Kai Anthony/Staff Photographer
Moses T. Alexander Greene poses in front of the African American Cultural Center. Greene is the new director of the AACC, following the interim director, Dr. Frances Graham.
Nicole Teague | Correspondent
Moses T. Alexander Greene is the newest director of the African American Cultural Center. Greene earned his bachelor’s degree in African American studies and writing television, radio and film and a master’s degree in new media management from Syracuse University.
Before accepting the position as director of the AACC, Greene was the chief communications officer and assistant professor of media and communications at St. Augustine’s University. In addition, Greene was one of twenty educators selected to be a fellow of the Academy of Arts and Television Sciences Foundation, also known as EMMY. This program honored Greene for his involvement in arts and multimedia. After serving thirteen years in the classroom, Greene is looking forward to working in what he describes as a “bigger classroom.”
The AACC was founded by Dr. Lawrence Clark and Dr. August Witherspoon, who intended the center to be the “hub” for the promotion, appreciation, and the awareness of Pan-African culture.
One of Greene’s goals is to follow the footsteps of Clark and Witherspoon by ensuring that the AACC is not being viewed as an “administrative office that operates from eight to five”; it will be a center, a place that gives students a “sense of home.”
“We need to be a center where you can come at 9:30 at night and see a movie,” Greene said. By making the AACC more accessible, Greene believes that it won’t force people to fit time during their work day to stop by.
Greene also has a mission is to “build the infrastructure towards five areas: increasing visibility of the gallery and the library, community outreach, enhancing the visual and performing arts, student development and leadership opportunities, and interdisciplinary research and faculty engagement.”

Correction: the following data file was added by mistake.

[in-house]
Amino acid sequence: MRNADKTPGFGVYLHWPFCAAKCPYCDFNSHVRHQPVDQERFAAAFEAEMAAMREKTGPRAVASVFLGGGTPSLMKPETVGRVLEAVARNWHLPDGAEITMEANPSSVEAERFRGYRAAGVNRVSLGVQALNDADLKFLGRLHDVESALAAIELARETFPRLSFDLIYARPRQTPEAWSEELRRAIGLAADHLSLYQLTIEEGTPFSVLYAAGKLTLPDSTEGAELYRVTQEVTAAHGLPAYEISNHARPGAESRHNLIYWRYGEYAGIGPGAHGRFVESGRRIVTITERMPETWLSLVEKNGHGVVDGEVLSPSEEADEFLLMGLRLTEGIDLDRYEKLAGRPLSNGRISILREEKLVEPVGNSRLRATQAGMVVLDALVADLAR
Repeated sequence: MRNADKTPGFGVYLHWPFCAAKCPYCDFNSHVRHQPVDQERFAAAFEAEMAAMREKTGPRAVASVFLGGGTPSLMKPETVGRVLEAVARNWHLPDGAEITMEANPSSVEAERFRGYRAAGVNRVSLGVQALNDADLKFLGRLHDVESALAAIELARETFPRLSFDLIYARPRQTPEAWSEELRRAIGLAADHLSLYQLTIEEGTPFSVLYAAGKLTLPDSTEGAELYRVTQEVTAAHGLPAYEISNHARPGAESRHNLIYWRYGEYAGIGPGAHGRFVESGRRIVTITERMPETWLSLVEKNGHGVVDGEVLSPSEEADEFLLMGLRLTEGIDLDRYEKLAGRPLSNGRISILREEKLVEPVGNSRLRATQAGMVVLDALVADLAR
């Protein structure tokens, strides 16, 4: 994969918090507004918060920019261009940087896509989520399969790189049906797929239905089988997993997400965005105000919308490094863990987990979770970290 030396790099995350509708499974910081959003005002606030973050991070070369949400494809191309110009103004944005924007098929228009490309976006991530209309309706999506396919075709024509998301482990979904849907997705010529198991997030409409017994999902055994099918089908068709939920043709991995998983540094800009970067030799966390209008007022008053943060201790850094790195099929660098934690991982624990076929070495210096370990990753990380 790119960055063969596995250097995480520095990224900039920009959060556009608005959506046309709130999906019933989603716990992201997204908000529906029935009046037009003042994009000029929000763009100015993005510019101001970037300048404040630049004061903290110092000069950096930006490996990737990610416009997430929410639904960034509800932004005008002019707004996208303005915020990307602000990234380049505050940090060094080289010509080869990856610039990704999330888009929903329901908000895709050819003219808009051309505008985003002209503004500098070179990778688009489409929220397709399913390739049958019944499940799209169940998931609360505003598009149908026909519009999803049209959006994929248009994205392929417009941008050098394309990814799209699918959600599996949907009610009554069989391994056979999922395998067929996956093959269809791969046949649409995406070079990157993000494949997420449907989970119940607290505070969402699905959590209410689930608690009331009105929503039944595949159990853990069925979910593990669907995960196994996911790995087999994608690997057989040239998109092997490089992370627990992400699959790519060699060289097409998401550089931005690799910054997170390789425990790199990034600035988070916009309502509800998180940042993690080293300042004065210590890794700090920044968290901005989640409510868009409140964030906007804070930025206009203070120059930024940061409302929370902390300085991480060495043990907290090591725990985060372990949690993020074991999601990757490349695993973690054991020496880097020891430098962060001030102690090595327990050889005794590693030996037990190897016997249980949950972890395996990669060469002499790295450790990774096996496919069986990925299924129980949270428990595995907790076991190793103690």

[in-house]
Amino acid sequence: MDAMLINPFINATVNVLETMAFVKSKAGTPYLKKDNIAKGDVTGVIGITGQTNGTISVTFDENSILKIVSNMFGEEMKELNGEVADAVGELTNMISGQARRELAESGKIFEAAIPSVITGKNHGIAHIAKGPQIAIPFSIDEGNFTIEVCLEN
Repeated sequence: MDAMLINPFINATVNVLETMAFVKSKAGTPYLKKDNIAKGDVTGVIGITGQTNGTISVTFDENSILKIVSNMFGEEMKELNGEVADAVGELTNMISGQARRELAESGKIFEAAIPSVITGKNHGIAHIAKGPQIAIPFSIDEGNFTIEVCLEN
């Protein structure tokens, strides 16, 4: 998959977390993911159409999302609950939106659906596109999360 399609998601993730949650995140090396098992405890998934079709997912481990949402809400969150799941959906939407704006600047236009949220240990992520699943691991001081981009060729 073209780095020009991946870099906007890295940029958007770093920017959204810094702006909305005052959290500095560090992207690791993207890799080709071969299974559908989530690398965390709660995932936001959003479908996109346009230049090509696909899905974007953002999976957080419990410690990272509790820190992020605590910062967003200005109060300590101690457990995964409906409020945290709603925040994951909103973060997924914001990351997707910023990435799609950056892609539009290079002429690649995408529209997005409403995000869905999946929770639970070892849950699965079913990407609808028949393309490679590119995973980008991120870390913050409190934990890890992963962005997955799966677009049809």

Greene plans to increase visibility of the gallery and library by hosting more events such as a fall exhibit by Brandon Odum, an artist featured on Ava DuVernay’s show Queen Sugar.
In modifying community outreach, Greene hopes to give the center a “home” feel, providing students and community members with a sense of belonging. He plans to make this space one that all groups can use. For example, a Wake County school could meet in the AACC library for activities.
The center would also be a place where tough discussions can occur. Through programs such as town halls, the center could ultimately be a safe haven to talk about any topic.
Enhancing the visual and performing arts is especially important to Greene, given his multimedia background. The arts are a crucial part of the community as a whole and provide a medium for students to express themselves. He mentioned that next semester the AACC will partner with Dr. Daniel Monek, the director of the music department, for a vocal technique group.
Developing scholars and creating leadership opportunities is one of Greene’s intentions while being director of the AACC.
“Scholars [are the best part of the job],” Greene said.
One of the opportunities he hopes to create is study abroad opportunities. While at St. Augustine, Greene coordinated a trip with students to Paris. He has a few places that he is considering taking students, like Ghana or Kenya.
Interdisciplinary research and faculty engagement is the fifth component of Greene’s vision. Greene says that the center wants “scholars, professors, and those who are interested in research to be using our [AACC’s] library.” He even set a goal for the library to publish books because “we have the scholars.”
With every move that Greene makes, he ultimately wants to make his ancestors proud. As Greene works towards these goals, he follows the wise words of legendary Mama Thorpe: “Are you making the ancestors proud?”
By reinforcing this mentality, Greene believes each person can become to best at whatever they aspire to be.